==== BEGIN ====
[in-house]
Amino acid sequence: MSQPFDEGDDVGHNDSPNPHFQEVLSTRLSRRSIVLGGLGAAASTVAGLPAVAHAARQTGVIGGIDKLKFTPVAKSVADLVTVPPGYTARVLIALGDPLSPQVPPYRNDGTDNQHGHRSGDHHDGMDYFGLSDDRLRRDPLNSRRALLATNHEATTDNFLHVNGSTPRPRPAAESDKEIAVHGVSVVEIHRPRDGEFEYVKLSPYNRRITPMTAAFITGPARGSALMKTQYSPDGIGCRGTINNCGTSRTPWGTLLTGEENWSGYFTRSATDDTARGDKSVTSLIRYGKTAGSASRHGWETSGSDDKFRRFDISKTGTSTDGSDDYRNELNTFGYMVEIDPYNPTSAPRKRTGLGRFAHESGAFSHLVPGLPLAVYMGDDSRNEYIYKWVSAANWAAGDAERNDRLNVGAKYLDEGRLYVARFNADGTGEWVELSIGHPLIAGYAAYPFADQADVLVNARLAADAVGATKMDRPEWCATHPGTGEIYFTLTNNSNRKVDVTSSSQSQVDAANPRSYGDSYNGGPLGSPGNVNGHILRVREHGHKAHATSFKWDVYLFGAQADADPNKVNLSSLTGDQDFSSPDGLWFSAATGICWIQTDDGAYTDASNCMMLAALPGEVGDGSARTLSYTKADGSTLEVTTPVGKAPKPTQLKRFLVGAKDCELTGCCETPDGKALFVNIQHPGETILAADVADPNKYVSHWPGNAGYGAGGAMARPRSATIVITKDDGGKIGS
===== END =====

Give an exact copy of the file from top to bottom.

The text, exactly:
[in-house]
Amino acid sequence: MSQPFDEGDDVGHNDSPNPHFQEVLSTRLSRRSIVLGGLGAAASTVAGLPAVAHAARQTGVIGGIDKLKFTPVAKSVADLVTVPPGYTARVLIALGDPLSPQVPPYRNDGTDNQHGHRSGDHHDGMDYFGLSDDRLRRDPLNSRRALLATNHEATTDNFLHVNGSTPRPRPAAESDKEIAVHGVSVVEIHRPRDGEFEYVKLSPYNRRITPMTAAFITGPARGSALMKTQYSPDGIGCRGTINNCGTSRTPWGTLLTGEENWSGYFTRSATDDTARGDKSVTSLIRYGKTAGSASRHGWETSGSDDKFRRFDISKTGTSTDGSDDYRNELNTFGYMVEIDPYNPTSAPRKRTGLGRFAHESGAFSHLVPGLPLAVYMGDDSRNEYIYKWVSAANWAAGDAERNDRLNVGAKYLDEGRLYVARFNADGTGEWVELSIGHPLIAGYAAYPFADQADVLVNARLAADAVGATKMDRPEWCATHPGTGEIYFTLTNNSNRKVDVTSSSQSQVDAANPRSYGDSYNGGPLGSPGNVNGHILRVREHGHKAHATSFKWDVYLFGAQADADPNKVNLSSLTGDQDFSSPDGLWFSAATGICWIQTDDGAYTDASNCMMLAALPGEVGDGSARTLSYTKADGSTLEVTTPVGKAPKPTQLKRFLVGAKDCELTGCCETPDGKALFVNIQHPGETILAADVADPNKYVSHWPGNAGYGAGGAMARPRSATIVITKDDGGKIGS